James Woodburn 1890 by Sir Leslie Ward

Classic Vanity Fair colour plate of jockey, James Woodburn in coral racing silks by "Spy" aka Sir Leslie Ward pub. June 21, 1890

Print Sz: 13 3/4"H x 8 1/2"W

Frame Sz: 19"H x 14"W

w/ turf green mat & gilt bamboo frame

James Woodburn


Born at York on September 20, 1863, James began life as a doctor’s errand boy but, wanting to become a jockey, he ran away from home. Covering the 13 miles on foot, he arrived at the Hambleton stables of Mr Sanderson, who took an instant liking to the runaway. Woodburn rode his first winner for the stable on Hagioscope (carrying 6 stone 3 lbs) in 1881, beating Othello in the Thirsk Handicap.

A steady stream of winners ensued, including the Lincoln Handicap (twice, on Fulmen, 1886, & Lord George, 1891) and the Ebor in 1891 on Buccaneer. In 1889, he won the Stewards' Cup on Dog Rose & the Liverpool Autumn Cup on Philomel. His classic wins came in the 1889 Oaks on L’Abesse de Jouarre and, in the same year, on Minthe in the One Thousand Guineas. He rode his final winner on Lady MacGregor at Birmingham in 1900.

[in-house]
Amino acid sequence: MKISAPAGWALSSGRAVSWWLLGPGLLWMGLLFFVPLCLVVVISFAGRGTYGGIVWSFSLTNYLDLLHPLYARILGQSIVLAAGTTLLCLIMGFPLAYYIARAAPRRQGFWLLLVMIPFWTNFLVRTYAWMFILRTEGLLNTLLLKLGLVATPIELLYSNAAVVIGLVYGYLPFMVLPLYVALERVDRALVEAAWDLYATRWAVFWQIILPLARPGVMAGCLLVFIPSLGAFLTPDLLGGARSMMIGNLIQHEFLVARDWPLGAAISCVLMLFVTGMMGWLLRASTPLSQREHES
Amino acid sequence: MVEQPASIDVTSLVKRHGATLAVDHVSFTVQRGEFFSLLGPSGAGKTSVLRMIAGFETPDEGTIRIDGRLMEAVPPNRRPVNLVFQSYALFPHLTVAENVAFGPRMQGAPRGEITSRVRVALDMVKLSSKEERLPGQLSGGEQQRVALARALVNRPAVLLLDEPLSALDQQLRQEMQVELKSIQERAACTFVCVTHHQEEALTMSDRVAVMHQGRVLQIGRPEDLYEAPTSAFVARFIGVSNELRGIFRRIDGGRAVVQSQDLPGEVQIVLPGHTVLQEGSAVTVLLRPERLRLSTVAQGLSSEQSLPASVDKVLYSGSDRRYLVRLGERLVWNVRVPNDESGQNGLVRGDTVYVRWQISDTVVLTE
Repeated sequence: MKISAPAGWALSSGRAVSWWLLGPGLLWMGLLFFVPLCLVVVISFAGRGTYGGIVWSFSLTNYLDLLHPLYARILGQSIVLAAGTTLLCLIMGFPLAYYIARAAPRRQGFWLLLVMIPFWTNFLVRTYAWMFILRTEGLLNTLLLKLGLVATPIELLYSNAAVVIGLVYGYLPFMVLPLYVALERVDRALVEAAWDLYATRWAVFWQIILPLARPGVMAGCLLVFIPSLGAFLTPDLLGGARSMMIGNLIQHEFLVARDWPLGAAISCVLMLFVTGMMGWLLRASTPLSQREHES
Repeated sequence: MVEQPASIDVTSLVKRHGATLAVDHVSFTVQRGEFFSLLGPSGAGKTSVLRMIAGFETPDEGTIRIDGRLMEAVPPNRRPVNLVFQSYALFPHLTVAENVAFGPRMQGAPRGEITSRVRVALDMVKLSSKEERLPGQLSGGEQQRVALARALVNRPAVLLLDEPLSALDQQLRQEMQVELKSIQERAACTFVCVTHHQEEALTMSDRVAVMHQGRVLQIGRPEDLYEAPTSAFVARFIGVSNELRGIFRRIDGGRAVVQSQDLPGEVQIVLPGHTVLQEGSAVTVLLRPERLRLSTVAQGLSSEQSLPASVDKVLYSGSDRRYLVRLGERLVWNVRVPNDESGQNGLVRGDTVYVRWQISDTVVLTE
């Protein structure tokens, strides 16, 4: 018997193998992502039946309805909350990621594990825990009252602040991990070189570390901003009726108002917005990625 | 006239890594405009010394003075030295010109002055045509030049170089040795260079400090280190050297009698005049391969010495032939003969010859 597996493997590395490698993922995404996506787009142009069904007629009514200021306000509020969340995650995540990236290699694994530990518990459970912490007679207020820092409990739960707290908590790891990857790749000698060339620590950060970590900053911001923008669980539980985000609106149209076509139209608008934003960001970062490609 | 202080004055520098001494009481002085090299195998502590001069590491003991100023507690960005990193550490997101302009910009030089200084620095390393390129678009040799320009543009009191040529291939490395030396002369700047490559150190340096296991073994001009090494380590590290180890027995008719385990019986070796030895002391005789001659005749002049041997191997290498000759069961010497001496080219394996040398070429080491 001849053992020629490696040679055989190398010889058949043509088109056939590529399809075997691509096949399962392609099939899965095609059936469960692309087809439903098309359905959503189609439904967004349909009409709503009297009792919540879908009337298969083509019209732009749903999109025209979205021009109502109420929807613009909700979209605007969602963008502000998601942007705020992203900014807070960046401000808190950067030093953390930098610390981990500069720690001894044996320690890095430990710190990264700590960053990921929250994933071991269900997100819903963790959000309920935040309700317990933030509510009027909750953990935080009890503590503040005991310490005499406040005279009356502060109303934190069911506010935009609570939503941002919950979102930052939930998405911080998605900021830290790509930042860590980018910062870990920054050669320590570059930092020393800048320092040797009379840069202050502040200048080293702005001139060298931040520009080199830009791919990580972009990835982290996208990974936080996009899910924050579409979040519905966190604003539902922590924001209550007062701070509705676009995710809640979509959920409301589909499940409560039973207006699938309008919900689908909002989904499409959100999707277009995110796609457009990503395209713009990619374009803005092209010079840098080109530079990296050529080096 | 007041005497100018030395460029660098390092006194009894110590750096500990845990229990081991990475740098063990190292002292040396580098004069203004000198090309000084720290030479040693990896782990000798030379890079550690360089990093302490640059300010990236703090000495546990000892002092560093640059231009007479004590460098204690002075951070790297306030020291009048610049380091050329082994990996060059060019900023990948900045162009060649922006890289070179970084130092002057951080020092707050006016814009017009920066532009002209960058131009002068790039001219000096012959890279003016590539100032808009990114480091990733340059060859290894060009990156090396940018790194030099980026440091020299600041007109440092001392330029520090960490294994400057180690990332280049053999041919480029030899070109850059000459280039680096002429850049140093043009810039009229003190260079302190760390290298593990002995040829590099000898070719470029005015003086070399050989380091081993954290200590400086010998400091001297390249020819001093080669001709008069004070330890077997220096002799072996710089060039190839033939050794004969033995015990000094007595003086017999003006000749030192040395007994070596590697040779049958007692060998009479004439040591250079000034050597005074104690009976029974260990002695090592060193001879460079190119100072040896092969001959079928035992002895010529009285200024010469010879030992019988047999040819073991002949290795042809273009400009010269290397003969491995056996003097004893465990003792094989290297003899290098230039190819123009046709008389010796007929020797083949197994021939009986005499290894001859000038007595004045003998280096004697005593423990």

James, who stood at 5 ft 1 & a half inches tall, was a keen fox-hunter, and was often seen out with the York and Ainsty. He was the brother-in-law to Fred Barrett, each of the jockeys having married a daughter of James Goater, the trainer.

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